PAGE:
Swiss National Bank President Thomas Jordan said the franc remains high and weighs on companies in Switzerland.
“The franc at its current level still has a high value,” Jordan said in Bern late yesterday. “This burdens a lot of companies -- especially in a phase of moderate global economic growth.”
The SNB, which introduced a minimum exchange rate of 1.20 francs per euro in September 2011, has piled up foreign-currency reserves worth 424 billion francs ($454 billion) defending that ceiling. The SNB has enforced this franc cap “with determination and is prepared to buy foreign currency in unlimited quantities,” Jordan said yesterday.
“The franc is seen as a safe harbor in the storm,” he said, adding that the minimum exchange rate has shielded Switzerland from “major damage” and remains the right and necessary measure for the SNB to fulfill its mandate of price stability.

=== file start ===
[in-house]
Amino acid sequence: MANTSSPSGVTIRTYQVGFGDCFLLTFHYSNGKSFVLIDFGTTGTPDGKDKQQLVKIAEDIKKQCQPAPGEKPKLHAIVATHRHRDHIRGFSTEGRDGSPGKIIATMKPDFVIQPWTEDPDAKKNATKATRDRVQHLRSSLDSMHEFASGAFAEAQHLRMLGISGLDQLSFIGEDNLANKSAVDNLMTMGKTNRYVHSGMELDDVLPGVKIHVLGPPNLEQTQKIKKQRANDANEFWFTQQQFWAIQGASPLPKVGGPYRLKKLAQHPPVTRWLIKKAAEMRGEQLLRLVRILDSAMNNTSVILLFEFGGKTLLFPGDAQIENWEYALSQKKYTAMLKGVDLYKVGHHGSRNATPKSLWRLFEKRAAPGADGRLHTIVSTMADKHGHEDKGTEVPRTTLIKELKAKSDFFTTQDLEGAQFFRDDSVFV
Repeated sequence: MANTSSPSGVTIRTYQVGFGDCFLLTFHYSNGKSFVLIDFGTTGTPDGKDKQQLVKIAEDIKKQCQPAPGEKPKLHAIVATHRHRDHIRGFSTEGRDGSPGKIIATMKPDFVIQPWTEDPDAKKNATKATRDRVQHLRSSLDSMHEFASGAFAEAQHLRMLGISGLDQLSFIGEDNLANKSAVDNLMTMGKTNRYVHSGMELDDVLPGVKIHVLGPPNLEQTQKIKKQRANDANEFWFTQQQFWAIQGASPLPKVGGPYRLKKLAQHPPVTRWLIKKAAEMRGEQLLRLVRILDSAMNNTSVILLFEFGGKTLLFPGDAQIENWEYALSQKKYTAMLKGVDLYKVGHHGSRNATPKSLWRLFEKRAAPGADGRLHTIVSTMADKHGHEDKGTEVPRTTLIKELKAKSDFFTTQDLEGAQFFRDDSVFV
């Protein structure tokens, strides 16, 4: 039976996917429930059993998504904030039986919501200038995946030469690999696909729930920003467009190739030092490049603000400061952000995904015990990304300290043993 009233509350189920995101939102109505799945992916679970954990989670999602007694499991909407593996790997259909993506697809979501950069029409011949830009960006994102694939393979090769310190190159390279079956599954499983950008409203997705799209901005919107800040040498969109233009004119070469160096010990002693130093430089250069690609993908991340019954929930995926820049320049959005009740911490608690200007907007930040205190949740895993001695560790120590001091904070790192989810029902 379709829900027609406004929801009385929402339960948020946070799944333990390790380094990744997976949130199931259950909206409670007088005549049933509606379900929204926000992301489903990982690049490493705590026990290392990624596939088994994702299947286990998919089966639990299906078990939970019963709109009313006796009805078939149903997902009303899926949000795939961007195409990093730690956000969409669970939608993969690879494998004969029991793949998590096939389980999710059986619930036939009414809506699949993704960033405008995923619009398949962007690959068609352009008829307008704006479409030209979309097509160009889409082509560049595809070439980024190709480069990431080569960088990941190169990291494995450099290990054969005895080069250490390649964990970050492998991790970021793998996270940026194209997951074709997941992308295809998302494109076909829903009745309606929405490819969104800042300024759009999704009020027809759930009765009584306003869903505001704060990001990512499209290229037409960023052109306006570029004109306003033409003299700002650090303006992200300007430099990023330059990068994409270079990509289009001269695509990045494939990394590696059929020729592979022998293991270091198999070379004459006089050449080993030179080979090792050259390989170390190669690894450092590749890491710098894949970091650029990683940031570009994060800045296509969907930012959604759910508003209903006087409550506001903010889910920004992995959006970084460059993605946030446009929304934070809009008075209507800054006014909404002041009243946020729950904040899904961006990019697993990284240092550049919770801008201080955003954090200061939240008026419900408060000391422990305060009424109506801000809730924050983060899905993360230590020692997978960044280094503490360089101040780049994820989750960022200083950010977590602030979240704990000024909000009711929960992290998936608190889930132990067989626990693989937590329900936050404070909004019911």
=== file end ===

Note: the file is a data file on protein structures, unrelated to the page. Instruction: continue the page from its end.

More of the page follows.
The franc appreciated 0.1 percent yesterday to 1.20302 per euro, the strongest level since Sept. 5.
Still, “the minimum rate is a response to exceptional circumstances and is not a remedy for problems of any kind or an instrument to fine-tune the economy,” Jordan said.
The expansion of the SNB’s balance sheet, which is five times the size it was in June 2007, has created “substantial risks,” he said. “We have to expect that because of the new size and structure of the balance sheet, fluctuations in value may be much greater in the future than they have been in the past.”
At the same time, the idea of creating a sovereign wealth fund for managing the SNB’s currency reserves isn’t ideal as it “would not facilitate monetary policy with regard to the enforcement of the minimum exchange rate,” he said.
“The current size and composition of the central bank balance sheet are a direct reflection of monetary policy,” Jordan said. “If limitations were placed on the SNB balance sheet, its room for maneuver in the monetary-policy domain would be restricted.”
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